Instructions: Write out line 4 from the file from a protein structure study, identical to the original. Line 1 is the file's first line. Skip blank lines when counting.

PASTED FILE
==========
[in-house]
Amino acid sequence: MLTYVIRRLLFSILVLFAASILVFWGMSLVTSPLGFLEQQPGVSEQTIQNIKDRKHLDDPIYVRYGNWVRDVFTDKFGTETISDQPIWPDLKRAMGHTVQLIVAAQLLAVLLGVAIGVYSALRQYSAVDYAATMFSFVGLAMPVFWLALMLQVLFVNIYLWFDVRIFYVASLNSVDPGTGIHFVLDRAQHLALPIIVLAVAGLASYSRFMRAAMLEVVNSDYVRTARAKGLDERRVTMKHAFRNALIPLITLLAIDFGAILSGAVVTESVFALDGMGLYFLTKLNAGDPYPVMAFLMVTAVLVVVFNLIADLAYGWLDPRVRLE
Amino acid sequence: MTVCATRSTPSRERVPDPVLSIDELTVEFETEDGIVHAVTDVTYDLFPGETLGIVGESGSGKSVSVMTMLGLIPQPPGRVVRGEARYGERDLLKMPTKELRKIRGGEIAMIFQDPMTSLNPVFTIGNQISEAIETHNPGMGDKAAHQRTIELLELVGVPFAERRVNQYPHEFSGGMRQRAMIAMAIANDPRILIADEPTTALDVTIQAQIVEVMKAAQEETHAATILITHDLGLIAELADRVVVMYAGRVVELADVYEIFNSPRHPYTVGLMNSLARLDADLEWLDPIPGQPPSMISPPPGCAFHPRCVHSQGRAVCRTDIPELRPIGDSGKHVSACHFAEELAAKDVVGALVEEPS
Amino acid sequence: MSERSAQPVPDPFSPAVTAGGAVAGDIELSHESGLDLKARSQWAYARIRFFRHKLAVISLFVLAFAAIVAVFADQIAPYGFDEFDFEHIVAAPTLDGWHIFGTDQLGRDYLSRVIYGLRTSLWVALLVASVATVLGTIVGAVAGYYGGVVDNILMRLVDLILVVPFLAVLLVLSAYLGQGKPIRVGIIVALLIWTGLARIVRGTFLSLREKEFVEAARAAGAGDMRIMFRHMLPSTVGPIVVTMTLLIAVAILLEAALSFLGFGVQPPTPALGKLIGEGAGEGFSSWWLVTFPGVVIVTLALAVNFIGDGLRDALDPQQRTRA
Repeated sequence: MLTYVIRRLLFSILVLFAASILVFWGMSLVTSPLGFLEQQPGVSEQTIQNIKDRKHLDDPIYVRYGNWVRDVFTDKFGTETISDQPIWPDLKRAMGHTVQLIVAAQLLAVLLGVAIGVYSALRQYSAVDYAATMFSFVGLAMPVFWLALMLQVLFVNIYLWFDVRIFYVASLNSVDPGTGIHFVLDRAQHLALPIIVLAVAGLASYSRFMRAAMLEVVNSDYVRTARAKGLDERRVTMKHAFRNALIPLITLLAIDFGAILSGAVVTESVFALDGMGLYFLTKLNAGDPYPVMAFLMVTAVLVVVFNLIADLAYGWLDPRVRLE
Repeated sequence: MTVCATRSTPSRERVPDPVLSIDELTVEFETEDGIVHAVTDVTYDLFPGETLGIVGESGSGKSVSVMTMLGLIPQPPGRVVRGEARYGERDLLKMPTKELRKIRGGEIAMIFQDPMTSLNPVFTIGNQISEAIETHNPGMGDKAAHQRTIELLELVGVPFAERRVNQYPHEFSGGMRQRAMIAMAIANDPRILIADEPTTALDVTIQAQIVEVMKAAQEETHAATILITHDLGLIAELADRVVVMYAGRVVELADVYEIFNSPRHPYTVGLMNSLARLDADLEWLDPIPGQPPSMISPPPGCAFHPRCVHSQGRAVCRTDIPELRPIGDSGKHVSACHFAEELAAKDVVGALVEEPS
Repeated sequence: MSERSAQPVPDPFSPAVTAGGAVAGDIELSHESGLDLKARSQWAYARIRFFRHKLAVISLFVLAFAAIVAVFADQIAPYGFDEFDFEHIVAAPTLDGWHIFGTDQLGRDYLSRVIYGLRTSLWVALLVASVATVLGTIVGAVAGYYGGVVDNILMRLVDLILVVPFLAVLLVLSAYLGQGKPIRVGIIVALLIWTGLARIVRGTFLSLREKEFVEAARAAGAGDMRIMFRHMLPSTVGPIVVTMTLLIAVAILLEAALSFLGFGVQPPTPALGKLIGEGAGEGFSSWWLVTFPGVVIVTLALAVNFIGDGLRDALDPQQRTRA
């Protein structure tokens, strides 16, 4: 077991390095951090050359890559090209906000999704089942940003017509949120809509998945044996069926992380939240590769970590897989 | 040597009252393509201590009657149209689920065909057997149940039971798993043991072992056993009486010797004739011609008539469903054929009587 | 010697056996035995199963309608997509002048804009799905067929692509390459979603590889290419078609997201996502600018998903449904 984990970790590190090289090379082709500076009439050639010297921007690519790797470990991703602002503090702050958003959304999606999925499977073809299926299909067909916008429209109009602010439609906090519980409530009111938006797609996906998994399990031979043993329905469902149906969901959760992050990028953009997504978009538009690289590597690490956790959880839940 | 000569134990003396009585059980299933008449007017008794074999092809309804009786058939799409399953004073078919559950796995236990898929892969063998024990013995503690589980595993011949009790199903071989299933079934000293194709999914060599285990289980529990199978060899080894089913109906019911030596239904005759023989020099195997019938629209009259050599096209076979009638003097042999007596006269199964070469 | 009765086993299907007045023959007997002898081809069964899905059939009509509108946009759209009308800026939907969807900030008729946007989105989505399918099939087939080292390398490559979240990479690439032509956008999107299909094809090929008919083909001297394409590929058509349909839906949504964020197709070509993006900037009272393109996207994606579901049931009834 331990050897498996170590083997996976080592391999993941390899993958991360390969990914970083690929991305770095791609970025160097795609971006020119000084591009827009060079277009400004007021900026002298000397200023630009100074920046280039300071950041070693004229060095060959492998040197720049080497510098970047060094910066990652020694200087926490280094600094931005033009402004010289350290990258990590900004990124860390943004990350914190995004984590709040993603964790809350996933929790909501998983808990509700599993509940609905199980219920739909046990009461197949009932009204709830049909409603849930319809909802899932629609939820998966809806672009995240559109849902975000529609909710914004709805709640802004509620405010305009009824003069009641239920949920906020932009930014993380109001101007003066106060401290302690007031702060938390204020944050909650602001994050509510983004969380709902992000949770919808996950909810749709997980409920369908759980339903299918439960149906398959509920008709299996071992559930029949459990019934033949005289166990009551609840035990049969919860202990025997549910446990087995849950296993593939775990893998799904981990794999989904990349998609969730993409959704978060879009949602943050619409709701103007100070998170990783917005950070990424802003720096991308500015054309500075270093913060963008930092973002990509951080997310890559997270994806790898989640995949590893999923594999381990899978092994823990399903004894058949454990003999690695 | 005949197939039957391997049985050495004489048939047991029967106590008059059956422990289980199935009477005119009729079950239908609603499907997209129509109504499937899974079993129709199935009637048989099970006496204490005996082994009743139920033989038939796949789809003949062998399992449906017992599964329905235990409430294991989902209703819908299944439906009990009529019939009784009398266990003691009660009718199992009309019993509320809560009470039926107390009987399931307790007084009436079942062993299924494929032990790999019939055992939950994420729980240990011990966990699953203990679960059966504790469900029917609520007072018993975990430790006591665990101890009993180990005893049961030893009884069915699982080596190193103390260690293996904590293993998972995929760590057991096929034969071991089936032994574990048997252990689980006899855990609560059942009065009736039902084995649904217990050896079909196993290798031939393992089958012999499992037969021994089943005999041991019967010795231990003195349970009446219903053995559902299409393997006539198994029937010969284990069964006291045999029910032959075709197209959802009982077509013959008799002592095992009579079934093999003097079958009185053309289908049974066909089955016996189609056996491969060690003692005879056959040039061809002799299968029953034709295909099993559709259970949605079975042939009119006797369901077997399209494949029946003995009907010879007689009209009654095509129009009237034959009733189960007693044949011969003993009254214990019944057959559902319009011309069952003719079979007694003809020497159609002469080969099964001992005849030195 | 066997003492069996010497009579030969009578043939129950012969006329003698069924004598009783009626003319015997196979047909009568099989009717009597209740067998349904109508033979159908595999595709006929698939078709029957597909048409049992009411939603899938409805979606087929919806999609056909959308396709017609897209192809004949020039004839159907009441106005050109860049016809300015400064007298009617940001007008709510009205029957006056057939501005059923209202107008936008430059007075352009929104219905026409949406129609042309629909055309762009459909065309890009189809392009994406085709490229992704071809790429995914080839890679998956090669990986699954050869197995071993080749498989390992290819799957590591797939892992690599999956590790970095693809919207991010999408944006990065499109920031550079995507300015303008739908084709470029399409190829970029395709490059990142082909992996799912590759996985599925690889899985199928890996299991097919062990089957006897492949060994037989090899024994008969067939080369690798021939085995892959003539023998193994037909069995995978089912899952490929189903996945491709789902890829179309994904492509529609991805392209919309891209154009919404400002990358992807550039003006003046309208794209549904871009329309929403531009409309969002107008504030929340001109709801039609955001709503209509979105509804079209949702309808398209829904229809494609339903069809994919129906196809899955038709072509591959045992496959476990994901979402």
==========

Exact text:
Amino acid sequence: MSERSAQPVPDPFSPAVTAGGAVAGDIELSHESGLDLKARSQWAYARIRFFRHKLAVISLFVLAFAAIVAVFADQIAPYGFDEFDFEHIVAAPTLDGWHIFGTDQLGRDYLSRVIYGLRTSLWVALLVASVATVLGTIVGAVAGYYGGVVDNILMRLVDLILVVPFLAVLLVLSAYLGQGKPIRVGIIVALLIWTGLARIVRGTFLSLREKEFVEAARAAGAGDMRIMFRHMLPSTVGPIVVTMTLLIAVAILLEAALSFLGFGVQPPTPALGKLIGEGAGEGFSSWWLVTFPGVVIVTLALAVNFIGDGLRDALDPQQRTRA